Tokyo Life Trends & Culture - February 20th, 2005
tokyoweekender_Joe Zanghi and Alleen Fedullo

Have you got a creative talent lurking within? Ian Priestley visits Spoken Word to meet Tokyo’s poetic types.

A VIDEO broadcast from the Pink Rhinoceros Party, an unaccompanied solo from a Russian singer, a Japanese Bob Dylan, and a range of poetry recitals from some of Tokyo’s leading bards — it’s all in the mix at Spoken Word, a monthly event at the What The Dickens pub in Ebisu.

Although Spoken Word has been going for a few years, a recent tie up with Tokyo publishing company Printed Matter Press and the launch of a new website featuring some of the live performances has brought the event out of hiding.

It seems to have brought in the crowds, too — leading Joe Zanghi of Printed Matter Press to talk of the event in terms of “happenings.” Not bad for a sleepy Sunday afternoon at a British pub in Tokyo, where spoken word performances are usually restricted to the groans of hangovers.

Spoken Word is an open mic event, which means that anyone is welcome to put their name down and have a go. Surprisingly — given the nature of the event — the quality of the performances and the material is impressive. The afternoon attracts published as well as unpublished writers, including first time performers.

Ex-Spoken Word MC and storyteller Michael Bishop sums up why he feels spoken event performances are growing in popularity, not only in Tokyo but worldwide. “As communication is becoming increasingly processed and packaged, live performance is growing as a reaction against that. People want to feel the raw, unprocessed energy of someone performing live. It’s very powerful,” he says.

The events are recorded and some of the performances can be relived on the Printed Matter Press website. The site has become something of a rallying point for Tokyo based writers, with a group of regular bloggers posting new poems, prose and photographs. Visitors to the site can comment on the works and also add their opinions to discussion forums. There is also a community blog site enabling visitors to post their own work.

Although the website has only been running since September 2004, Printed Matter Press has existed in Tokyo for a number of years, in a variety of guises. It has published a range of books by Tokyo based writers, including the short stories of Tokyo legend Donald Ritchie, Views from the Chuo Line. Recently published titles include Night Moves by the late, great Tokyo poet Edgar Henry; Green tea to Go, by Leza Lowitz, as well as an anthology of writers from Tokyo-based poetry recitals, Voices in the Crowds.

Ian Priestley met with Joe Zanghi and Aileen Fedullo of Printed Matter Press to talk about the website and the spoken word events.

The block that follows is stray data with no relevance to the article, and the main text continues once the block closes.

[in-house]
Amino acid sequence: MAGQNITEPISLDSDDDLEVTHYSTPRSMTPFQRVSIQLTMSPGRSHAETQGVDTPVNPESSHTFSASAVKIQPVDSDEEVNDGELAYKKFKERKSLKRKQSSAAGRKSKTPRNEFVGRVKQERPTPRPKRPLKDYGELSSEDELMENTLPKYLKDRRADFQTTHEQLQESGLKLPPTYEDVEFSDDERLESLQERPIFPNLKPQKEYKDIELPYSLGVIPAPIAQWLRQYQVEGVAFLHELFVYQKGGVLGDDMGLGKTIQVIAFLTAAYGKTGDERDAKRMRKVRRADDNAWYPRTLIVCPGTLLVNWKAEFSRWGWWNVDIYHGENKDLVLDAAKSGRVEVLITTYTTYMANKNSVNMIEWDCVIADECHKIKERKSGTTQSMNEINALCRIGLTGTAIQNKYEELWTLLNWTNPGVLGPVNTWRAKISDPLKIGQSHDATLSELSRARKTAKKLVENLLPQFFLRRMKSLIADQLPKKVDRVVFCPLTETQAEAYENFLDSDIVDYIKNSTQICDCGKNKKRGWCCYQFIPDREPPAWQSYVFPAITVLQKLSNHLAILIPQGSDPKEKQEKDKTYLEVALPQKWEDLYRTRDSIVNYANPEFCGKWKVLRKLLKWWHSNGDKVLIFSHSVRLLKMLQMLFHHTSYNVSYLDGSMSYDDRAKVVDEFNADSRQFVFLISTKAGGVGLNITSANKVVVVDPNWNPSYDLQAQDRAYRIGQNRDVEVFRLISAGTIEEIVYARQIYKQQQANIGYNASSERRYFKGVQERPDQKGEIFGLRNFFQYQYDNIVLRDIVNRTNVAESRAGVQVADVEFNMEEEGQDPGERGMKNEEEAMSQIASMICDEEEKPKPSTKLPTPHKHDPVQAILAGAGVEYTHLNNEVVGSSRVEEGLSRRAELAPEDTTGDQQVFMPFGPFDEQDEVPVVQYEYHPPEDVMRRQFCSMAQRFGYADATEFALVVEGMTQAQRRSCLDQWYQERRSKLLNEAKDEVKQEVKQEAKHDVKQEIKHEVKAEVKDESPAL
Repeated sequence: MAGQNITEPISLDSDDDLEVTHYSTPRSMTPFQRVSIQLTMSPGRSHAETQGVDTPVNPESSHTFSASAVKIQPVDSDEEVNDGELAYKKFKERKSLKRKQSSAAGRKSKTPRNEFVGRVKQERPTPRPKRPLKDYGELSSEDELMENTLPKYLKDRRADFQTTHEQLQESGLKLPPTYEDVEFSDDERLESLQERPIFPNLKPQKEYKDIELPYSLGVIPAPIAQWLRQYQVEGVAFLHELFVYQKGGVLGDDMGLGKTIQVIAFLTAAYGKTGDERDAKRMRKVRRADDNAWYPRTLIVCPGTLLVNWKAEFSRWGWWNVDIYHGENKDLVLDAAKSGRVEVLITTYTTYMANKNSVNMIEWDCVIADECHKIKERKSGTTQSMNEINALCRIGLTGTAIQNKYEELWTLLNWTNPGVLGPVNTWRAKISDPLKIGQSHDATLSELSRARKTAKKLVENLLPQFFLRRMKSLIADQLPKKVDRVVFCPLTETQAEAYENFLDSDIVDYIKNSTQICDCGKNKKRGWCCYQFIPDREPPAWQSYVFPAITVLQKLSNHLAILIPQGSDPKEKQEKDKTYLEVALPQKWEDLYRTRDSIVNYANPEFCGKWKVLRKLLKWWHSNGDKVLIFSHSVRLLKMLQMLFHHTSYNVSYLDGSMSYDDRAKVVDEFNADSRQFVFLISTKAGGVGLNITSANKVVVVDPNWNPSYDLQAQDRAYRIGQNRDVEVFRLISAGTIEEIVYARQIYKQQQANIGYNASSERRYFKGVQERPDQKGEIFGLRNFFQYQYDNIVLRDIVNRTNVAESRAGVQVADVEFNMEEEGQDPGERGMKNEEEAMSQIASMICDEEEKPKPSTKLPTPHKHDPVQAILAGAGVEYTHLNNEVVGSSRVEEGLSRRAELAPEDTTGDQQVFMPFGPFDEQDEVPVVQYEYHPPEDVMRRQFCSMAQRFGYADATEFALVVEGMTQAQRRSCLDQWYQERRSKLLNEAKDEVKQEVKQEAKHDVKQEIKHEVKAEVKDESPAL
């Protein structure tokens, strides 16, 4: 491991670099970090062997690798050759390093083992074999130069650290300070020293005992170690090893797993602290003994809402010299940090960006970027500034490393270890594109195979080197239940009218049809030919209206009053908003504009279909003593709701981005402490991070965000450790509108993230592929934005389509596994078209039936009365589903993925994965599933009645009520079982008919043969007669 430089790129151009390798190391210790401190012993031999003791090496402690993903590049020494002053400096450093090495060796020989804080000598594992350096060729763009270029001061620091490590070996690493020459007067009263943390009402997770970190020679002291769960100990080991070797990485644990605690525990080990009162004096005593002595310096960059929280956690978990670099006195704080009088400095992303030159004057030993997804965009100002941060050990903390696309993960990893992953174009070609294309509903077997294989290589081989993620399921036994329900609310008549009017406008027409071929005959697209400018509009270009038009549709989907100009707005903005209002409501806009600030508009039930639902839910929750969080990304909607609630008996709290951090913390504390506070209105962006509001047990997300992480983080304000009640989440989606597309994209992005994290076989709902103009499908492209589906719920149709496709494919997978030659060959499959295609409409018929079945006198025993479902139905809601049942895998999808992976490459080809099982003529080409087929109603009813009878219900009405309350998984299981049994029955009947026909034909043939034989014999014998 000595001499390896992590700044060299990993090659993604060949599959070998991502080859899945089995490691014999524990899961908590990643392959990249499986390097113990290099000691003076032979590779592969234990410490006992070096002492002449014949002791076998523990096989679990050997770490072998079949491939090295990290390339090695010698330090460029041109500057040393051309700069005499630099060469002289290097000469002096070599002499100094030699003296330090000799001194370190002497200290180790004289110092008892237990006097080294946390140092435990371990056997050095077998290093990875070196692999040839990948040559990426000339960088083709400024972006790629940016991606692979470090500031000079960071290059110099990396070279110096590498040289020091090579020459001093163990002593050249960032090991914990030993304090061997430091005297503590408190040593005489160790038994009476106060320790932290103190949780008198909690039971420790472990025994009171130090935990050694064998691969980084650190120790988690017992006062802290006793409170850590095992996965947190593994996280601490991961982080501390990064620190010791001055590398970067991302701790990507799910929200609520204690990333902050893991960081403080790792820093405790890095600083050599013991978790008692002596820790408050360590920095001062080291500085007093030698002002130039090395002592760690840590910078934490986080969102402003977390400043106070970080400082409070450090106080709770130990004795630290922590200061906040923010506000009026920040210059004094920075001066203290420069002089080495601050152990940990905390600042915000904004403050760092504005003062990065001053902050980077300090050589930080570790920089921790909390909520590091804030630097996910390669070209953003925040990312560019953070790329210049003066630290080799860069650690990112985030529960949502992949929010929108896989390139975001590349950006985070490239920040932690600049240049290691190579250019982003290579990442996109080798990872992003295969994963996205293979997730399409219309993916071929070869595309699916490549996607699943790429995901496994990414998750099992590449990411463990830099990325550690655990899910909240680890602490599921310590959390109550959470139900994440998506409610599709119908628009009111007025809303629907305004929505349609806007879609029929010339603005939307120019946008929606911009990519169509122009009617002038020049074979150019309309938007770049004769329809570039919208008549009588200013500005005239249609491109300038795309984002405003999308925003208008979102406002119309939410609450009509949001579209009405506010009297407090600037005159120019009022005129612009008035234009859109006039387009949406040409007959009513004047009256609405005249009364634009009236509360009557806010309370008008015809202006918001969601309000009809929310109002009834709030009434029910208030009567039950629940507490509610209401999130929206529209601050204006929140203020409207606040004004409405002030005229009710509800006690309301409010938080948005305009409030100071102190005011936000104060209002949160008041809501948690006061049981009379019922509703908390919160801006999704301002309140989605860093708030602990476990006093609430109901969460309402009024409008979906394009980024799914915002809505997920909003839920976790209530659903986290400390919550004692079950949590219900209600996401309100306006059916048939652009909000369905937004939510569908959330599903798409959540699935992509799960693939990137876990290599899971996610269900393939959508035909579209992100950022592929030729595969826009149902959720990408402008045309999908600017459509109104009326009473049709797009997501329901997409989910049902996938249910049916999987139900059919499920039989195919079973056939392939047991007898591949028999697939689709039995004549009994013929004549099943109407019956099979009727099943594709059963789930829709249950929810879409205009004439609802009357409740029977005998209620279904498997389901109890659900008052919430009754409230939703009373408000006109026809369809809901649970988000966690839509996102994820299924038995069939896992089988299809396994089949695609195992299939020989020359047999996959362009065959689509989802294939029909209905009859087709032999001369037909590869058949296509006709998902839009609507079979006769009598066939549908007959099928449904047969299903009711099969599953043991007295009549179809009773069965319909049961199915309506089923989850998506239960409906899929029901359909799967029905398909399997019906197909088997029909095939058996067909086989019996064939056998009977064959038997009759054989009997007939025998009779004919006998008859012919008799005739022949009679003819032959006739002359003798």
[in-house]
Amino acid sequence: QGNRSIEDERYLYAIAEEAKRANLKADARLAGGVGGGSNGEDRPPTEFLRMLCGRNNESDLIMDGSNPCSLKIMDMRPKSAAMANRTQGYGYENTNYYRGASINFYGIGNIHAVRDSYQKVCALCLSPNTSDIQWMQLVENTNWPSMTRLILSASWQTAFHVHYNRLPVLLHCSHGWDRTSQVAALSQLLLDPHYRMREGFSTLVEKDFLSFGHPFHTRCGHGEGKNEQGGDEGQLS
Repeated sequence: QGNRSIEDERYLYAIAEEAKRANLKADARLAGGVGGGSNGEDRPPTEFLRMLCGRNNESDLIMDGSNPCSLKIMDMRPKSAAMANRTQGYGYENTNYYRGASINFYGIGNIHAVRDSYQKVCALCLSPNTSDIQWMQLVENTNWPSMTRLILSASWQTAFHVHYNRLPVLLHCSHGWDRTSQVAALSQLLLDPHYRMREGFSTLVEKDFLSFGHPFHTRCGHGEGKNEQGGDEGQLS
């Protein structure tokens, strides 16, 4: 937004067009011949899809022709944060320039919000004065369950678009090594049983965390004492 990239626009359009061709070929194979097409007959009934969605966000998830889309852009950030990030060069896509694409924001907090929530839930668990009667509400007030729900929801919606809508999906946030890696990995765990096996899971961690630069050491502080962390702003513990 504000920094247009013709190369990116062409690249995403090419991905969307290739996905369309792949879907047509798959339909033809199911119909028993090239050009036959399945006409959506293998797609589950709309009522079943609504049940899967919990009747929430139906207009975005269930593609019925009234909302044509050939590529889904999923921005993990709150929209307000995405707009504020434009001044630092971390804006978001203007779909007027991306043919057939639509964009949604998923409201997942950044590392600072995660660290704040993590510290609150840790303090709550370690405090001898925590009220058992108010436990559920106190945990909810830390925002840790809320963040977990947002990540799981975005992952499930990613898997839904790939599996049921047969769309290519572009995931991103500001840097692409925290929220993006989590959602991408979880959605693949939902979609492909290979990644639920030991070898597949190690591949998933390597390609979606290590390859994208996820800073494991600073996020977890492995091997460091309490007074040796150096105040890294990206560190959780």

WEEKENDER: How many visitors do you get to the site?
In November, we celebrated 100,000 clicks. We are proud of this, given that we have no advertising and the spread of this site is all word of mouth. We are averaging over 150 people visiting per day. The number has been steadily growing since our start in September.

Why was the site started?
There is a talented group of artists and writers in Tokyo that need a venue. The PMP site serves as a forum for them to have their works read and to form a kind of community site to go to.

With the PMP site we really want to build community. Not only for foreigners in Japan but for people throughout the world to know what we are doing here.

We are separated but through community we feel less remote, we believe in building community.  We hope people will read and get some kind of connection.

Also we are trying to circumvent the distant and dismal distribution channels for literary works. There are many talented writers who remain unheard and unread because they have no shelf space, or are lost among the piles of other unknown names.

You have live recordings from the Spoken Word events on the website. Tell me more.
PMP is more than just a website, we are live, and hearing the poem in the writer’s voice gives a whole new layer of understanding. You are there in the moment with the poem. A great part of the energy of the site comes from the open mic performances at What the Dickens. We hope to turn that day into a monthly literary event. It’s so varied and entertaining. There are all kinds of performances.

Anything else in the pipeline?
Yes. Many projects. Aileen is working on a book of poetry, Chris Blasdel’s The Single Tone comes out this year as does Leza Lowitz’s book, One Hundred Aspects of the Moon, and we have three other works in progress.

We are also going to build up the website. We want people to not only read, but also comment. We want to get more active discussion groups going.

We feel we have a unique offering on the internet. We are putting our hearts into making it into a strong community. A place you not only want to visit but one that engages your heart and mind.

Blogging is a word bandied around a lot these days. What can it offer people?
It’s interactive, something to say versus nothing to say. We encourage people to comment as well as read. We tell them about events and encourage them to come and join us in performances. It’s becoming a community through the sharing of ideas.

Info: www.printedmatterpress.com. The Spoken Word is on the 1st Sunday of every month, from 4-7pm, at What the Dickens, Room 6 Building 4th Floor, 1-13-3 Ebisu-Nishi, Shibuya ku.